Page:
Phillip Pullman’s Grimm Tales

“Phillip Pullman” is a name to live up to, and this production does so.

Beginning in the Christmas Eve bedroom of three children, as their parents conclude a party downstairs, the narrative takes us further and further into the strange, ethereal world of fairy tales.

The children play dress up as they tell each stories of dark forests, treacherous kings and magical beasts. As the play proceeds, we leave the comfort of the children’s bedroom behind and venture out the forest ourselves, and the tales become darker and more complex.

If there is a gap in this superb production (and perhaps this thought only arises from my own idiosyncratic approach) it is in the lack of context. The story of Hans My Hedgehog, for example, concludes with a twist that would confound Anton Chekhov, and part-way through visits on us a moral that should, by modern standards, be considered outrageous. Since the characters of the children emerge from time to time to discuss their own actions – their reluctance to go to bed and their ideas for dressing up – there is scope for the odd bit of editorialising from them.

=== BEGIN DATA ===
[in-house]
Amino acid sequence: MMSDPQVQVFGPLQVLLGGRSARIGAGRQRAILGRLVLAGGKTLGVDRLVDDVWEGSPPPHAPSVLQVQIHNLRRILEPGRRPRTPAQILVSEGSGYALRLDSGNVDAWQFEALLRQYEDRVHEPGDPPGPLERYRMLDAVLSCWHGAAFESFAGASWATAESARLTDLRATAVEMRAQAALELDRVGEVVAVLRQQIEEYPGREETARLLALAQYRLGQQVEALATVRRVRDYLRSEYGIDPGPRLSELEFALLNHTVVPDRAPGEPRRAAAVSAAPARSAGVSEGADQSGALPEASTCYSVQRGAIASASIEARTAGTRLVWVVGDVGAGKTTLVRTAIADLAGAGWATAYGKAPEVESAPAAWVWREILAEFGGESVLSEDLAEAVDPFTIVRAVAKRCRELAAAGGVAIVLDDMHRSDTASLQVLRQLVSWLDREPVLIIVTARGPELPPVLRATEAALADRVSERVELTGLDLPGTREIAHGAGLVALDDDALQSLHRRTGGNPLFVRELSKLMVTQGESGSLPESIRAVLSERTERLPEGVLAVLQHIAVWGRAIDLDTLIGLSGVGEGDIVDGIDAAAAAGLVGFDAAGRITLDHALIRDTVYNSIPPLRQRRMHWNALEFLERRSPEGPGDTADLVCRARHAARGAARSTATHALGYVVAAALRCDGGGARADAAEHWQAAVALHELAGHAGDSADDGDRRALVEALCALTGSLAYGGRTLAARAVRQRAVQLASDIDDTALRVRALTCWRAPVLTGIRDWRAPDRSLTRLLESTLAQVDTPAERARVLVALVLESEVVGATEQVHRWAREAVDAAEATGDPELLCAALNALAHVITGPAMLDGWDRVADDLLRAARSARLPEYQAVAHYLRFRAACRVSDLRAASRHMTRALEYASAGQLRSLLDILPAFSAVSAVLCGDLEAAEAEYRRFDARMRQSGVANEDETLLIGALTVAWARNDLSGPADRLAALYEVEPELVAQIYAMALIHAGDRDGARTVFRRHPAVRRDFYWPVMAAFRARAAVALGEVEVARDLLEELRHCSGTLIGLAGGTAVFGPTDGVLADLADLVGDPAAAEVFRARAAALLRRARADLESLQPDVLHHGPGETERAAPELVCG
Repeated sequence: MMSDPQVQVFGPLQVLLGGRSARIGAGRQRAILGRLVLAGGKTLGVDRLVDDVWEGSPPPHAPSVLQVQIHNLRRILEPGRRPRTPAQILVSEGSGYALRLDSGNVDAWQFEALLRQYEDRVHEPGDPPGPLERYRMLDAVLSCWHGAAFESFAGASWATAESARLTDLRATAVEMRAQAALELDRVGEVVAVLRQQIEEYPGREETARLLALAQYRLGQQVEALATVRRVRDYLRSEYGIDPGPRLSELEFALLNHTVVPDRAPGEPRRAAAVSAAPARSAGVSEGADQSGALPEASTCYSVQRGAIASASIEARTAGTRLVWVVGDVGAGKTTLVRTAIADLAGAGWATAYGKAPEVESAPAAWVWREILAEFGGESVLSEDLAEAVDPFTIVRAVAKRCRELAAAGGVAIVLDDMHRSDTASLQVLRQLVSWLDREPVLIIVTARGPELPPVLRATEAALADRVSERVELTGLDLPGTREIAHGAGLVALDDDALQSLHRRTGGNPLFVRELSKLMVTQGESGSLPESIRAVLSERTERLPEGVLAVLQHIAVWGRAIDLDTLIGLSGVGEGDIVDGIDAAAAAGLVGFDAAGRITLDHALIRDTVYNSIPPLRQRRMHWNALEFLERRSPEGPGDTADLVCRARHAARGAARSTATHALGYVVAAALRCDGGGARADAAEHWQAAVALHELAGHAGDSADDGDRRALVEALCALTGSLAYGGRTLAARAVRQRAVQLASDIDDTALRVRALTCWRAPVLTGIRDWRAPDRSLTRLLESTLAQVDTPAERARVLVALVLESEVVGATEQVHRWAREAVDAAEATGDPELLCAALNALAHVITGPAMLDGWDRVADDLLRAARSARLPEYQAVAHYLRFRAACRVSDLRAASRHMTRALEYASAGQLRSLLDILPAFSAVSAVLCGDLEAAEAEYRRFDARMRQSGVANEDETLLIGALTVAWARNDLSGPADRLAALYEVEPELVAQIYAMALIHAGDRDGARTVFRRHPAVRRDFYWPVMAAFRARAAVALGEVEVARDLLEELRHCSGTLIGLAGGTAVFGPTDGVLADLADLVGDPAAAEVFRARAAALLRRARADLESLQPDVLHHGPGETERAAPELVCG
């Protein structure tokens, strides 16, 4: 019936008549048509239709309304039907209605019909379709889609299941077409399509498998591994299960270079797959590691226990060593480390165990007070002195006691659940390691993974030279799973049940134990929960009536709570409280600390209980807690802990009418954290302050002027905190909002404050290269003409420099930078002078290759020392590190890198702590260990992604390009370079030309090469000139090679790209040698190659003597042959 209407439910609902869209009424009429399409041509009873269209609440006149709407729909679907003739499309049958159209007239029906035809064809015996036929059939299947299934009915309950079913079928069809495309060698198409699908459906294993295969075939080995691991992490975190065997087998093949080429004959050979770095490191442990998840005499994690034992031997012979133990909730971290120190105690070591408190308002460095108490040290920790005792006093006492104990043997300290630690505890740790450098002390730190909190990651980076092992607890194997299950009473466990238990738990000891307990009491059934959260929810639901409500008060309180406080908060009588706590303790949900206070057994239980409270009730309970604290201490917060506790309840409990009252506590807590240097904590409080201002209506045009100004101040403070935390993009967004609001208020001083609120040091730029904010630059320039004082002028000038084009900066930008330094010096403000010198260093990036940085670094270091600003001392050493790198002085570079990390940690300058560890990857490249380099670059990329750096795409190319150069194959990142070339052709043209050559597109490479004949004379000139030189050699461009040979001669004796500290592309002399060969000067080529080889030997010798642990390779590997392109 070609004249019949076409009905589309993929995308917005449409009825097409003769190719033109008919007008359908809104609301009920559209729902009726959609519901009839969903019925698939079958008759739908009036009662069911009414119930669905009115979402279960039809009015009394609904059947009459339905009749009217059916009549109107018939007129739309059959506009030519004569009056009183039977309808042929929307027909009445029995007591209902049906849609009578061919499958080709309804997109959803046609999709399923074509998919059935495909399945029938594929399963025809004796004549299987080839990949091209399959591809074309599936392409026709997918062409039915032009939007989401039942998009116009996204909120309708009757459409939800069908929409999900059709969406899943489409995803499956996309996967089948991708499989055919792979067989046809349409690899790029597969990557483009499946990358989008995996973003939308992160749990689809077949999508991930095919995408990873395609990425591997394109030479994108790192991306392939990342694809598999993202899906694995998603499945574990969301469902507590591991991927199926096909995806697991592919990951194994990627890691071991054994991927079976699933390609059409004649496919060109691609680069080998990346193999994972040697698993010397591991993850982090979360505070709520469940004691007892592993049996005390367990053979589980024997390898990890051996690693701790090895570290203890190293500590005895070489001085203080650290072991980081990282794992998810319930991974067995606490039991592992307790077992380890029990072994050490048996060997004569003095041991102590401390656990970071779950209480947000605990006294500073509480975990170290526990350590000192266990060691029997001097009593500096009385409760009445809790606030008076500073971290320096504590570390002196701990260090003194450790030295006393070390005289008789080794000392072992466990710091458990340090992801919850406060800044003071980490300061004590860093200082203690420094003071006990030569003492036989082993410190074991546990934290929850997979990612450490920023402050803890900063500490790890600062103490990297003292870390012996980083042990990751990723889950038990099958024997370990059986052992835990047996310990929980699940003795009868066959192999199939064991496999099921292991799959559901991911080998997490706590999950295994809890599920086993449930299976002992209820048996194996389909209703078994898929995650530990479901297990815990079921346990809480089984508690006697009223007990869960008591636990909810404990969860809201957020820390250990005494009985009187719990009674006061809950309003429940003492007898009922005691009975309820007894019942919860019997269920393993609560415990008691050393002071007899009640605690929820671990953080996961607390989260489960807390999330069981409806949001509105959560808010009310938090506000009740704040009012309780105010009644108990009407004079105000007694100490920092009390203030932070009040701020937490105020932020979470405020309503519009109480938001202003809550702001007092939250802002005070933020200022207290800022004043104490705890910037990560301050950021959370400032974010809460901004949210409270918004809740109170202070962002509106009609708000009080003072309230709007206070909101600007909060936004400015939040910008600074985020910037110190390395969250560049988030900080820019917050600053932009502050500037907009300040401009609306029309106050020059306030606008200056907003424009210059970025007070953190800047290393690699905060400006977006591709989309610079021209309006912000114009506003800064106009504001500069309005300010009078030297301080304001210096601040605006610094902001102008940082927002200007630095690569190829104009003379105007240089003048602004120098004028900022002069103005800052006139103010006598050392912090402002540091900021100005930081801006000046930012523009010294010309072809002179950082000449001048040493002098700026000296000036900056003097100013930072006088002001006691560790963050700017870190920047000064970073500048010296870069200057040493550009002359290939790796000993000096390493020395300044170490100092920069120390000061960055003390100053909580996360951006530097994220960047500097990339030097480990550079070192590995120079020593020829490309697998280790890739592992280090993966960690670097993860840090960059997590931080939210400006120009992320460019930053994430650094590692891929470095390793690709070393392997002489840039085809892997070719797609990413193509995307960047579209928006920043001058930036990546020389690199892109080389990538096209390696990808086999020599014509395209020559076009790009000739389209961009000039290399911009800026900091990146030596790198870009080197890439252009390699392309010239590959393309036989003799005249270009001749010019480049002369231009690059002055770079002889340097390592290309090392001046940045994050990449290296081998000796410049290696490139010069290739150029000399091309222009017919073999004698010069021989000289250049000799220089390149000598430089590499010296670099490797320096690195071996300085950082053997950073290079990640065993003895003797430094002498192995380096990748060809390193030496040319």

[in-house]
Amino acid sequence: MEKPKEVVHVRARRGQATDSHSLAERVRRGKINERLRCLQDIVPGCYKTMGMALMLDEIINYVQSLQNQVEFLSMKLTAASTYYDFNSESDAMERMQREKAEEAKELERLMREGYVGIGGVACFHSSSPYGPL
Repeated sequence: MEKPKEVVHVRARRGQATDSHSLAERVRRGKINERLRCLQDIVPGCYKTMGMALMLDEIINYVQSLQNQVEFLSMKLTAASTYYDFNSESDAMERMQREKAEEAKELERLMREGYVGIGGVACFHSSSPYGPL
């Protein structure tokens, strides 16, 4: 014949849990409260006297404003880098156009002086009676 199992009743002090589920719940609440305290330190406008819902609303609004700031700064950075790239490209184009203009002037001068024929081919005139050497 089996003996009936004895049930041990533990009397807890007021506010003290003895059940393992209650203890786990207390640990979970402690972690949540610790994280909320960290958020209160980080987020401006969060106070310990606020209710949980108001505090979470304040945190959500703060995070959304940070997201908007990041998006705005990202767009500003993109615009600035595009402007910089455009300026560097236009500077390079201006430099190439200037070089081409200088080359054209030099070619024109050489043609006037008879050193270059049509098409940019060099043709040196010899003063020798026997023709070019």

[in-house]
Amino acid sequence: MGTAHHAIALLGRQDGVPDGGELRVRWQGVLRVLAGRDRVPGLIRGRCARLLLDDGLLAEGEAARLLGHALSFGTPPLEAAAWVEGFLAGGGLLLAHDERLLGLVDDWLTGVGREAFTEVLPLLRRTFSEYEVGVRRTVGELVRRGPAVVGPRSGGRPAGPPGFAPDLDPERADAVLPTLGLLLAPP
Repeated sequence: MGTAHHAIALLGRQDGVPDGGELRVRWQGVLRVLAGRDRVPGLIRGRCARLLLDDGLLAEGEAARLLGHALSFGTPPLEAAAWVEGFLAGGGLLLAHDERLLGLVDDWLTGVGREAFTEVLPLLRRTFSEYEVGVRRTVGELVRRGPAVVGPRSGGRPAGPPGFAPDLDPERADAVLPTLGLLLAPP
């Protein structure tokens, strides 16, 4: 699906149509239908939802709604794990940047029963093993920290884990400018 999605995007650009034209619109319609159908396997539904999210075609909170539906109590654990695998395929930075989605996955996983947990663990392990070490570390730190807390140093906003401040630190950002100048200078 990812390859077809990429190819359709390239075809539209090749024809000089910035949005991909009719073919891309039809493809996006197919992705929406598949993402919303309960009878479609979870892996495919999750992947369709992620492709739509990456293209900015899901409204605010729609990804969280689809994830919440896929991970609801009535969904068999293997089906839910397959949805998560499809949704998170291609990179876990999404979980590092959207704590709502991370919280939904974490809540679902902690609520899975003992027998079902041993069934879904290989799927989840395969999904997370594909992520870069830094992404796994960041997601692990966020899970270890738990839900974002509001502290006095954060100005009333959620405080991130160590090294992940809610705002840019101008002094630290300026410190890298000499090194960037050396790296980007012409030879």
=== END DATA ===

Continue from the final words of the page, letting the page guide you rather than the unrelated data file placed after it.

Perhaps I am being overly particular though – certainly the children who occupied the front few rows of the audience seemed delighted by the show, riding its rollercoaster of scares, laughs and moments of pathos.

The sets are first rate, and in the second act especially they add to the atmosphere generated by a superb cast. The performers each take on a multitude of roles – sometimes with one character overlaying another. The “Grimm Tales” are well chosen, showing a good range of different archetypes and styles. The gore and grotesqueness of the original tales is not hidden, nor are the often surreal and unexplained twists in the plots.

In short this is a fine Christmas show for all the family – but don’t be surprised if you have some questions to answer afterwards!

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